UT defensive end Breckyn Hager consoles Head Coach Charlie Strong after their loss to TCU at Royal-Memorial Stadium on Friday November 25, 2016. JAY JANNER / AMERICAN-STATESMAN


Third and Longhorns: Inside TCU 31, Texas 9

Posted November 25th, 2016


WHY TEXAS (5-7, 3-6) LOST: Your guess is as good as ours. Why hasn’t this team, with its collection of highly-rated recruiting classes over the past two years, shown up and played like it’s had to? The Longhorns won their fifth game back on Nov. 5, giving them three shots against West Virginia, Kansas and TCU to win one game and make a bowl. Didn’t happen, and two of those three losses came at home. The inability to punch it into the end zone on three fourth-and-goal situations meant Texas came away with only two field goals. We’ve likely seen the last of D’Onta Foreman, who’ll probably take his 2,000 yards into the NFL Draft, which means we may also have seen the last of those run-into-the-middle-of-the line play calls from Sterlin Gilbert. The energy wasn’t there on Friday. Neither was the effort. Charlie Strong, fighting for his job, needed both. So did Texas, fighting to avoid becoming the first team to miss a bowl game in back-to-back years since John Mackovic’s first two teams in 1992 and 1993.

WHY TCU (6-5, 4-4) WON: The Horned Frogs pressured Shane Buechele. TCU’s one of the best in the country when it comes to sacking quarterbacks. It showed on Friday; Shane Buechele was sacked four times and was off the mark on his throws throughout the day; he was only 16 of 39 on the day, and he ended the season with two of his three lowest-yardage games of his freshman year. Kyle Hicks gets most of the rushing glory, but Darius Anderson (3 carries for 103 yards, including a 70-yard touchdown) and Trevorris Johnson (11-68-1) played important roles in the victory. And they’re listed fourth and fifth on the depth chart. Kenny Hill wasn’t spectacular, but was spectacular enough on that 41-yard touchdown run. Credit the defense, which kept Texas out of the end zone and forced eight punts.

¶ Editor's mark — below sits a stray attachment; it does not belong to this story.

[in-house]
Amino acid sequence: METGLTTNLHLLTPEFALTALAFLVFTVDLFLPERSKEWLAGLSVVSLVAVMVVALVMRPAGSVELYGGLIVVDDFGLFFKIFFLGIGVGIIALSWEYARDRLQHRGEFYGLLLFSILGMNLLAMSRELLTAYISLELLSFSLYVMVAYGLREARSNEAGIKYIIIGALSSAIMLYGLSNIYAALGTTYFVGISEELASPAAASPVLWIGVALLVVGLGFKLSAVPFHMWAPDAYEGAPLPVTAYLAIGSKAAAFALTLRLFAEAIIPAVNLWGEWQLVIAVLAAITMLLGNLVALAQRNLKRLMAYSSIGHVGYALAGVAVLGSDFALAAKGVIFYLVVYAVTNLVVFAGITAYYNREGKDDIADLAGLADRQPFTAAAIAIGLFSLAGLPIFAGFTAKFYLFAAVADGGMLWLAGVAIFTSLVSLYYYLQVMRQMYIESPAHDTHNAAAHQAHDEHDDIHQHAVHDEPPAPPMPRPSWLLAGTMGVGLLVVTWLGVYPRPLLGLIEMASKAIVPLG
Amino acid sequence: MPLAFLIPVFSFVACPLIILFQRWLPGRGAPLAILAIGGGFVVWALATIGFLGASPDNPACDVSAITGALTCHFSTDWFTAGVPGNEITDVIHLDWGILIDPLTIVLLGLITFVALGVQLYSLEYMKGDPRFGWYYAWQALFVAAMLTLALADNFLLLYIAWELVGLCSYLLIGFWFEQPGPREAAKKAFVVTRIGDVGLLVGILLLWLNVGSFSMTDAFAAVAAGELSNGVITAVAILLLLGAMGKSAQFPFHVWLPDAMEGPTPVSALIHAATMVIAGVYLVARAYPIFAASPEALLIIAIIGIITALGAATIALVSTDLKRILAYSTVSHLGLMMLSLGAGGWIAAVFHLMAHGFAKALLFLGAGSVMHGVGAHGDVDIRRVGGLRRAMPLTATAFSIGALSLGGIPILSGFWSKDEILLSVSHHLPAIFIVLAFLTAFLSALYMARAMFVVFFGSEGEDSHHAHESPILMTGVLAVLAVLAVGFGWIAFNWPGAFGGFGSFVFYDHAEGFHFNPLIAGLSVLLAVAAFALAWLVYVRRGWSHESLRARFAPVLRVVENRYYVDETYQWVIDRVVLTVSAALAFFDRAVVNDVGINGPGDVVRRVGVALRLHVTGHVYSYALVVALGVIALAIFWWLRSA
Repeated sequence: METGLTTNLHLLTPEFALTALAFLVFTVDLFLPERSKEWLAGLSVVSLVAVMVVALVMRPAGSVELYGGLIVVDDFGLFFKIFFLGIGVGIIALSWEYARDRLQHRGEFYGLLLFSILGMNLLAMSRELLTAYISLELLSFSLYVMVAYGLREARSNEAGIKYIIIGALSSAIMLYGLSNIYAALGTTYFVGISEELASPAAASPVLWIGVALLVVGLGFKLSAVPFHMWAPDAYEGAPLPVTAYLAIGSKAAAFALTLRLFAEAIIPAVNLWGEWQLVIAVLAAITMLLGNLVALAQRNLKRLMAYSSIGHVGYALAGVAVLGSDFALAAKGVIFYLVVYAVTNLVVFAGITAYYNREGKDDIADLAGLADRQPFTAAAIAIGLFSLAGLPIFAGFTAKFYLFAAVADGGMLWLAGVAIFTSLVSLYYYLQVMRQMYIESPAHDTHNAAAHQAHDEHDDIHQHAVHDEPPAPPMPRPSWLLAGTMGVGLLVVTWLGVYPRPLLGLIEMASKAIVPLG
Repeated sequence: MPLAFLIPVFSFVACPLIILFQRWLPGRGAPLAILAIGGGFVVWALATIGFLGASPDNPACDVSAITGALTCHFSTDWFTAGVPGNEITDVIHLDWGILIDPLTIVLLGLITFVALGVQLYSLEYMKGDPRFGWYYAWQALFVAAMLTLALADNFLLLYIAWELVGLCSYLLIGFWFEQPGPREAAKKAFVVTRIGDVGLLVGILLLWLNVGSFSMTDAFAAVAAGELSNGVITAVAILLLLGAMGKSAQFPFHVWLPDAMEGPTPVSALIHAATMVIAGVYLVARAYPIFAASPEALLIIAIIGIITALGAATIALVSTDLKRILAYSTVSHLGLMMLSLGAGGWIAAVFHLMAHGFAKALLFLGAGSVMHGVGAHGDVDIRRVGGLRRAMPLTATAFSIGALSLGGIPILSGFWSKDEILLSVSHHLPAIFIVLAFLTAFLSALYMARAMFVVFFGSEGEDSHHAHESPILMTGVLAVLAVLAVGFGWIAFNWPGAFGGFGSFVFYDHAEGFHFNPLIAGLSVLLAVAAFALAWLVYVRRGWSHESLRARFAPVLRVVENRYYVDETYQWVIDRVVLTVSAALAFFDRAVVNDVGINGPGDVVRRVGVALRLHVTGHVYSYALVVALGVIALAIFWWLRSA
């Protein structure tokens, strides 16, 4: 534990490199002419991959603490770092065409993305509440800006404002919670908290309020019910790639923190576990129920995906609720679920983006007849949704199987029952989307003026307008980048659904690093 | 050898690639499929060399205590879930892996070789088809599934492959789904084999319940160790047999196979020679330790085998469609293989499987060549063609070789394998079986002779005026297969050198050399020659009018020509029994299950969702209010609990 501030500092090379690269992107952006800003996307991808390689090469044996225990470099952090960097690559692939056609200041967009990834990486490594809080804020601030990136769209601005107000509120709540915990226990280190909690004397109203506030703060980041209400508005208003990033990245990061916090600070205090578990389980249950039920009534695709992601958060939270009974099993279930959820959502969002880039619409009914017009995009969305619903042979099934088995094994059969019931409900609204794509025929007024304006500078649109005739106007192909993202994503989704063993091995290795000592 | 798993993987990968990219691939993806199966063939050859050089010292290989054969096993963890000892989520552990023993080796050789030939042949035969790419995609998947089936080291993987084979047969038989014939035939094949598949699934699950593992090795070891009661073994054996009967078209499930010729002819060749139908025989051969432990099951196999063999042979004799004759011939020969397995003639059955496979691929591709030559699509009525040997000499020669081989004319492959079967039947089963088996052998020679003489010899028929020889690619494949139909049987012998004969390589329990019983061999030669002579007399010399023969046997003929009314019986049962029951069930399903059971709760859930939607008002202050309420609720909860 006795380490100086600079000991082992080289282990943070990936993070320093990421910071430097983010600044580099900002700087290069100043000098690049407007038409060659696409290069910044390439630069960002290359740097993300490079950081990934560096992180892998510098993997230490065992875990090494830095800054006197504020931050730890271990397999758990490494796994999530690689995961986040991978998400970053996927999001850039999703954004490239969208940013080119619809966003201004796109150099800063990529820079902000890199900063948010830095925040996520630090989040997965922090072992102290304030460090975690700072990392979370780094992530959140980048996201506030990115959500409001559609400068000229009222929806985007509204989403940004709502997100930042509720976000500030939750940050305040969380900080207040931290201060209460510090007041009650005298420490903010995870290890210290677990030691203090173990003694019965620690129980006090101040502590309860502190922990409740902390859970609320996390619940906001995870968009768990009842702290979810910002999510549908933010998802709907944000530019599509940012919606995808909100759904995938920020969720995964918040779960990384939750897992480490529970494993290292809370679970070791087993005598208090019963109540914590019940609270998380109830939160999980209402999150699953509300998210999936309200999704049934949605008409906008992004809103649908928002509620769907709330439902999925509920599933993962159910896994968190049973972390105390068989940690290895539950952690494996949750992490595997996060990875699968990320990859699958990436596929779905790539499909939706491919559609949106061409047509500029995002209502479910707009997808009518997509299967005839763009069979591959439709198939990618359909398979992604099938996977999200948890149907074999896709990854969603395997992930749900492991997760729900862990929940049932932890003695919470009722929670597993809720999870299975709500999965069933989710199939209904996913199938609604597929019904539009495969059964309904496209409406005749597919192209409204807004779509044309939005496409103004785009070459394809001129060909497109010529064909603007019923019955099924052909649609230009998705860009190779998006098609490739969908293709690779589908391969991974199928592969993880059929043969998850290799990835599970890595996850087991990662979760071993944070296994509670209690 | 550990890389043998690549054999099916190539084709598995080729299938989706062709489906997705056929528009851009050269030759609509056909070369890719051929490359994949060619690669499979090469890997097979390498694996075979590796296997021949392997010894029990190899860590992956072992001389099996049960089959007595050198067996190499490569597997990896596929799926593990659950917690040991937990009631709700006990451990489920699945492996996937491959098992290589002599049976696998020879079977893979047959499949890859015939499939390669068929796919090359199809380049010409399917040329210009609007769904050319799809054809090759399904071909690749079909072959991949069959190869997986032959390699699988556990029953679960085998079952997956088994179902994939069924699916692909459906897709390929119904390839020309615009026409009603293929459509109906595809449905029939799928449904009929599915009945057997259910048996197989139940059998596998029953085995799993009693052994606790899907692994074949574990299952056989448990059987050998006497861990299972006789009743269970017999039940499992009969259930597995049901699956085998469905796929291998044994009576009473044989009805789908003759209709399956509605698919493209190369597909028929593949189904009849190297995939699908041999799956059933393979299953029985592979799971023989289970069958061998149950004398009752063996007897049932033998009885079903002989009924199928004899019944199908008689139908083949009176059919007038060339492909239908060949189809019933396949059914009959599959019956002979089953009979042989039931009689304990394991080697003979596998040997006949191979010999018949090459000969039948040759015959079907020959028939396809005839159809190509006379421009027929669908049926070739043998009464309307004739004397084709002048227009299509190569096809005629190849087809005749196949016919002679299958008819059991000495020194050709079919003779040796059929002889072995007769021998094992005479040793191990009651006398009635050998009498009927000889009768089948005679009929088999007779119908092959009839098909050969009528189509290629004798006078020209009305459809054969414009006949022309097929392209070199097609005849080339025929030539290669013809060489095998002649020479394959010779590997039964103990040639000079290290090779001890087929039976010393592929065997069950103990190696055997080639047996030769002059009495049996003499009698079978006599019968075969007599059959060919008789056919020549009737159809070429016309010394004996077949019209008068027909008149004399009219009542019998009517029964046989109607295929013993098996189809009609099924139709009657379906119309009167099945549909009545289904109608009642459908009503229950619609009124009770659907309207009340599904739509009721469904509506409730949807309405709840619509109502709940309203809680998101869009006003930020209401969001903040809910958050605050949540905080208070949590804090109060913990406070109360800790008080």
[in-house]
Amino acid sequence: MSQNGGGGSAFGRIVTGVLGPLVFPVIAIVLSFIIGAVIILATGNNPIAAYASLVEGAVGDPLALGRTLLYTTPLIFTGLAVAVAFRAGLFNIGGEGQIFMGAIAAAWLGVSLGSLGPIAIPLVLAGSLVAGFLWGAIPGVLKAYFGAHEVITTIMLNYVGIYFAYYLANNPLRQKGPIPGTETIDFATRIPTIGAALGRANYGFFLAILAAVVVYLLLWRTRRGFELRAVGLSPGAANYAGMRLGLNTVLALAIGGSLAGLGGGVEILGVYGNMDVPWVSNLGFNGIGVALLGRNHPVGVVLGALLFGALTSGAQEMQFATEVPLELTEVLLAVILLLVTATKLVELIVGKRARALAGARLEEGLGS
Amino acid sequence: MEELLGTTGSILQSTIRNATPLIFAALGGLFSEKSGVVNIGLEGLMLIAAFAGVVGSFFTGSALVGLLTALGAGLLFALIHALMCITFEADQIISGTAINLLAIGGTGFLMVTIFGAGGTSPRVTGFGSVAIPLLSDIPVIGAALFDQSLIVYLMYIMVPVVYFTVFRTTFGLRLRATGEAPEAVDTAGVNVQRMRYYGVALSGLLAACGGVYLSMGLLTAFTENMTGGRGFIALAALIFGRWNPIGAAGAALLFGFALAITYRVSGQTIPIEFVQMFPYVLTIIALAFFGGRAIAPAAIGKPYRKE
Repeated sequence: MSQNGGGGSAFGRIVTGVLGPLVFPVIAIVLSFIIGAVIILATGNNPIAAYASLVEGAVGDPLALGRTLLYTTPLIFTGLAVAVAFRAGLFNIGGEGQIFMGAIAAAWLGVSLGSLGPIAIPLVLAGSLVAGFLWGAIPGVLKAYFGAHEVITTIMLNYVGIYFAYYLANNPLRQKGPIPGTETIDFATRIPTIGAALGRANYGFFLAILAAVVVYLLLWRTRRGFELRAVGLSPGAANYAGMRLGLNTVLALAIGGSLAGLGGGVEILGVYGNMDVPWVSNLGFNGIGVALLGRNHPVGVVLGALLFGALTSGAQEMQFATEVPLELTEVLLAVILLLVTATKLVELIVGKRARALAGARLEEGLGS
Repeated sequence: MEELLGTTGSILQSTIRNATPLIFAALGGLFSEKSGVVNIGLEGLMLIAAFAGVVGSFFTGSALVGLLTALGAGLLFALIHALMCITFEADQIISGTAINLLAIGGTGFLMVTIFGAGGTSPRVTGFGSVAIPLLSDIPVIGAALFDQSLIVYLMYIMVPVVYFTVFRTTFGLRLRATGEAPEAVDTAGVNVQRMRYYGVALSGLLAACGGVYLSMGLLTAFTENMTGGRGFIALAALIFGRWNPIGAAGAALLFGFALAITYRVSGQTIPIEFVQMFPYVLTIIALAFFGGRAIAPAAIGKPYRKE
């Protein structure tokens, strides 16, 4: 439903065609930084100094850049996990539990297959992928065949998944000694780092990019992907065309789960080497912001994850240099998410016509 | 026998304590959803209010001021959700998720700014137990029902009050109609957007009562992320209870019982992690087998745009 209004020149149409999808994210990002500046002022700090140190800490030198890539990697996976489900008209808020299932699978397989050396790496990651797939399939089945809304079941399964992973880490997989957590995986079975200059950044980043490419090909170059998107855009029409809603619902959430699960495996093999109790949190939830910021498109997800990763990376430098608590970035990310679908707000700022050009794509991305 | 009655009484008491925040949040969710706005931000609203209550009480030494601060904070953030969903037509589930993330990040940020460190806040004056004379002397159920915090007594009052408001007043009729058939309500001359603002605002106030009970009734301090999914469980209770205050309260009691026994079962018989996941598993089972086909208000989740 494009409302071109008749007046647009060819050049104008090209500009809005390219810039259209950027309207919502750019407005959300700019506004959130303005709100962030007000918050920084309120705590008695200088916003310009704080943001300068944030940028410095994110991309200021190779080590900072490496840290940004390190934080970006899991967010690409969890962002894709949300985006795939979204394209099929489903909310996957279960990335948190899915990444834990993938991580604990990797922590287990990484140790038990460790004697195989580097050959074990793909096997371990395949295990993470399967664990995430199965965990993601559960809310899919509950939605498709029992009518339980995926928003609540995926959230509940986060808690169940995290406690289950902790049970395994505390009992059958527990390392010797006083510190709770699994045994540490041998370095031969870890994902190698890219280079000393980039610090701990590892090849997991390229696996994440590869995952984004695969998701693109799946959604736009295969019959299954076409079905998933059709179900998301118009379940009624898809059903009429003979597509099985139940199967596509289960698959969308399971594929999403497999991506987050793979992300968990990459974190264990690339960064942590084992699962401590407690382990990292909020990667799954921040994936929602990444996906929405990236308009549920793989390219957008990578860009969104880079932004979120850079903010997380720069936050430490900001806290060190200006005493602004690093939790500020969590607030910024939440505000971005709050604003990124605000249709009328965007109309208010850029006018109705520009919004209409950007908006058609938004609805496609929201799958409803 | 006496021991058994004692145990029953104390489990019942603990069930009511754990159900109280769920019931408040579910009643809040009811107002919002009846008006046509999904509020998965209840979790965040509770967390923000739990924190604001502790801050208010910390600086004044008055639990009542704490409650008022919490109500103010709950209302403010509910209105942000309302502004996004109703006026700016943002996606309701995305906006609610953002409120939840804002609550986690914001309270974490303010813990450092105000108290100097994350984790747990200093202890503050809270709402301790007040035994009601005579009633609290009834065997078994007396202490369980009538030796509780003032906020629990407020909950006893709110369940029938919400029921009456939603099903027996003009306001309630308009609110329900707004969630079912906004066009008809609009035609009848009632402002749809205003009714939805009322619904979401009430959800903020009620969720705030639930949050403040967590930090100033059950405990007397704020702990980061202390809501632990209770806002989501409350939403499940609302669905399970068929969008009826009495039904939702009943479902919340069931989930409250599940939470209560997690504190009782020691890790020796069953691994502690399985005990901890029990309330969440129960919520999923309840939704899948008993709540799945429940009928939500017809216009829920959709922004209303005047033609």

THE EYES OF TEXAS: … were on three specific Horned Frogs — Hill, the former Texas A&M starter who had produced three 400-yard passing days in his first season at TCU; Turpin, who burned Texas for four touchdown passes in last year’s game; and safety Nick Orr, who had four interceptions on the season.


How’d they do?

Hill was 15 of 29 for 150 yards, and added 78 rushing yards and two touchdowns. He was picked off once.

Turpin was injured and didn’t make a catch.

Orr had nine tackles, third-most on the team.


Offense: D’Onta Foreman. He fell short of Ricky Williams’ single-season rushing mark, but did become only the second player in UT history to rush for 2,000 yards in a season. We probably won’t see No. 33 back next season.

Defense: Davante Davis. He finished with only three tackles, but one of them was huge — his open-field stop of TCU returner Deante Gray’s 58-yard kick return that surely would’ve gone for a touchdown.


Cheers …

(1) If he does leave for the NFL, Foreman finished his UT career with 2,782 yards. That’s No. 9 in school history. And Shane Buechele finished with 2,958 passing yards, the seventh-best single season by a UT quarterback.

(2) Michael Dickson, a Ray Guy Award finalist, averaged 48.1 yards in his final game and included a 74-yarder that pinned the Frogs at their 3-yard line.

ON DECK: The offseason. There’s no bowl game to wait for. The star running back will probably jump ship and enter the NFL Draft. And the head coach may be fired before the weekend’s over. Or not. There’s lots of questions surrounding the coach, team and program. But consider this: Freshmen and sophomores combined for 142 starts this season, there’s only one senior on the offensive line and 13 of the top 18 tacklers should be coming back. There are questions at head coach, defensive tackle, safety and kicker to answer.